As a queer descendant of Holocaust survivors, I knew my first time visiting Berlin—a hub of queer life and Holocaust memorials—would not be easy.
I sling my light blue suitcase under the bus, walk up the stairs, and get settled in my seat near my friends. We put the last of our Netherlands goodies beside us. Mini wine bottles. Cheez-Its. Pretzels. Dutch chocolate. Casey is sitting across the aisle in their light blue jean overalls and black Doc Martens. Ilana is behind me, with their multicolored travel pillow slung around their neck. Different snacks and supermarkets await us eight hours later in Berlin. We begin our day of podcasts, bus games, and naps.
It has been one month of queer dance parties, swims in canals, feminist theory classes, and a Black heritage tour of Amsterdam. There is only one student who identifies as straight. I am the only religious Jew.
Yesterday, I chopped off most of my hair and got my first asymmetrical undercut: my first queer haircut. I don’t send pictures of my undercut to my mom, just a picture of me straight on, smiling. She texts, is one side shorter than the other? in response to the shorter curls that hang on the left side of my head. My suitcase below me is filled with my femme clothes—a pink floral tank top for parties and a striped dress for synagogue—that I am dragging from one country to another.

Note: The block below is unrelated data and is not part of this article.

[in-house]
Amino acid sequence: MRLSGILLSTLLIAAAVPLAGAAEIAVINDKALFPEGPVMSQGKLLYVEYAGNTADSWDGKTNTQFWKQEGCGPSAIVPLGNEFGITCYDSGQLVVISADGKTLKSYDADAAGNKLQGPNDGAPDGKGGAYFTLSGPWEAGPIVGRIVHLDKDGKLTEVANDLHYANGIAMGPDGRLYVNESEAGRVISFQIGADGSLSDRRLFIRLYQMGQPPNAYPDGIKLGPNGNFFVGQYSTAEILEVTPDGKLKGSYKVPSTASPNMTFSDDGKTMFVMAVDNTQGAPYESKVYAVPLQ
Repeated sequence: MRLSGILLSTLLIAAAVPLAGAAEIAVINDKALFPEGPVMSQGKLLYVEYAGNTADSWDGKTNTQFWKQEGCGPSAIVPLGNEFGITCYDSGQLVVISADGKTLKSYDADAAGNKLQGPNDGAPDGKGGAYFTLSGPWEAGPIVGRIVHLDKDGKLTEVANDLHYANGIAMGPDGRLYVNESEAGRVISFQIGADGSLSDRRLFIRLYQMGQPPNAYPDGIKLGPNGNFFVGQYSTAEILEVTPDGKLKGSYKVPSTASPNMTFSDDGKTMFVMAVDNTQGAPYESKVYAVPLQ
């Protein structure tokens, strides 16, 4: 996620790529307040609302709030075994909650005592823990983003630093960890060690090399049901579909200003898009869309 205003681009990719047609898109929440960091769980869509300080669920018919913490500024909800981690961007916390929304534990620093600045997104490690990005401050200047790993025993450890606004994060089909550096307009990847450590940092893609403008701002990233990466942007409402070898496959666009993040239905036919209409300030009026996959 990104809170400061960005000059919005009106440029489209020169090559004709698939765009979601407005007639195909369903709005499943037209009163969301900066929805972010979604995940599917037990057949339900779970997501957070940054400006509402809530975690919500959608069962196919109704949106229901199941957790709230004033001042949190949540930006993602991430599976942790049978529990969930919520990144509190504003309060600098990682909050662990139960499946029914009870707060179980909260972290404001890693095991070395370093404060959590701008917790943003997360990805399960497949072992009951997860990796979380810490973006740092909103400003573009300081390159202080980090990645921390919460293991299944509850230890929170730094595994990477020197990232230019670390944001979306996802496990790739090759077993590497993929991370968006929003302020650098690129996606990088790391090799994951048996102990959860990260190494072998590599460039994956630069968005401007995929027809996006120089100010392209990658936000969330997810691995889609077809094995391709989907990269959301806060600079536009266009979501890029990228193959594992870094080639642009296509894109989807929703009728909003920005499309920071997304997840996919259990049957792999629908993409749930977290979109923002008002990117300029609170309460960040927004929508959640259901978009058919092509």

Students walk up the aisle for research and personal check-ins with Helena, our program director, and I walk up first.
I tell Helena how I have found so many interviewees in the Netherlands. I call them ‘the grandchildren,’ because I am interviewing fellow grandchildren of Holocaust survivors in each country we live in for our independent research course. I tell Helena how I met many of them at a Jewish queer synagogue in Amsterdam, and I have started researching some of the Jewish communities in Berlin.
Berlin is described to us as the queer center of the universe. There are endless queer dance parties and bars waiting for us. Ipek, our homestay coordinator, introduces herself using ‘he, she, they, or it’ pronouns. We will live with Ipek’s community of friends, lovers, and ex-lovers in homestays throughout the city. It sounds like the L Word but instead of Los Angeles traffic there are U-Bahn delays.